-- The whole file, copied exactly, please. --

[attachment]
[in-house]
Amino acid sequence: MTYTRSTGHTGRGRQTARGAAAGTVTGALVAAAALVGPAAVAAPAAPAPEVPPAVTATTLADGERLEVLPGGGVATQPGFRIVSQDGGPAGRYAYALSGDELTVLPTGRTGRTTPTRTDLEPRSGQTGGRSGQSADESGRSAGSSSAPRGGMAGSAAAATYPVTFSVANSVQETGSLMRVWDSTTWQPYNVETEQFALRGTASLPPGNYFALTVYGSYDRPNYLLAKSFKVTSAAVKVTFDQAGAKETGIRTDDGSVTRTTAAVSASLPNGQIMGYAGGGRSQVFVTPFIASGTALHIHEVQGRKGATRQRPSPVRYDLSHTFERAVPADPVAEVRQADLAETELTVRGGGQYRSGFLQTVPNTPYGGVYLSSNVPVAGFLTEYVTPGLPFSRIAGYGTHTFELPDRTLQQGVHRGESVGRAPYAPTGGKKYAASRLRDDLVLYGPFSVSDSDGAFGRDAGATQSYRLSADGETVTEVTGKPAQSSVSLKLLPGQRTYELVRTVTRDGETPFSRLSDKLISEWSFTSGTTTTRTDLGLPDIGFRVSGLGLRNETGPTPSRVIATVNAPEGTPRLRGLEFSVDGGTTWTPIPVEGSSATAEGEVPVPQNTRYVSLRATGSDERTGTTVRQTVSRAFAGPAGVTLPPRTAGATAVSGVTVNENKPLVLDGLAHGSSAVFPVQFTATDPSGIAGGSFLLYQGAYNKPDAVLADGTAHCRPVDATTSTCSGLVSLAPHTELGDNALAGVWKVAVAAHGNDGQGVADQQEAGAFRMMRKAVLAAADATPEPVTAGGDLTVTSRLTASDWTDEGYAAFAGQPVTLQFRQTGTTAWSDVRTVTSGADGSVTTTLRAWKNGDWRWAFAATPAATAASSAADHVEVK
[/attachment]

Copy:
[in-house]
Amino acid sequence: MTYTRSTGHTGRGRQTARGAAAGTVTGALVAAAALVGPAAVAAPAAPAPEVPPAVTATTLADGERLEVLPGGGVATQPGFRIVSQDGGPAGRYAYALSGDELTVLPTGRTGRTTPTRTDLEPRSGQTGGRSGQSADESGRSAGSSSAPRGGMAGSAAAATYPVTFSVANSVQETGSLMRVWDSTTWQPYNVETEQFALRGTASLPPGNYFALTVYGSYDRPNYLLAKSFKVTSAAVKVTFDQAGAKETGIRTDDGSVTRTTAAVSASLPNGQIMGYAGGGRSQVFVTPFIASGTALHIHEVQGRKGATRQRPSPVRYDLSHTFERAVPADPVAEVRQADLAETELTVRGGGQYRSGFLQTVPNTPYGGVYLSSNVPVAGFLTEYVTPGLPFSRIAGYGTHTFELPDRTLQQGVHRGESVGRAPYAPTGGKKYAASRLRDDLVLYGPFSVSDSDGAFGRDAGATQSYRLSADGETVTEVTGKPAQSSVSLKLLPGQRTYELVRTVTRDGETPFSRLSDKLISEWSFTSGTTTTRTDLGLPDIGFRVSGLGLRNETGPTPSRVIATVNAPEGTPRLRGLEFSVDGGTTWTPIPVEGSSATAEGEVPVPQNTRYVSLRATGSDERTGTTVRQTVSRAFAGPAGVTLPPRTAGATAVSGVTVNENKPLVLDGLAHGSSAVFPVQFTATDPSGIAGGSFLLYQGAYNKPDAVLADGTAHCRPVDATTSTCSGLVSLAPHTELGDNALAGVWKVAVAAHGNDGQGVADQQEAGAFRMMRKAVLAAADATPEPVTAGGDLTVTSRLTASDWTDEGYAAFAGQPVTLQFRQTGTTAWSDVRTVTSGADGSVTTTLRAWKNGDWRWAFAATPAATAASSAADHVEVK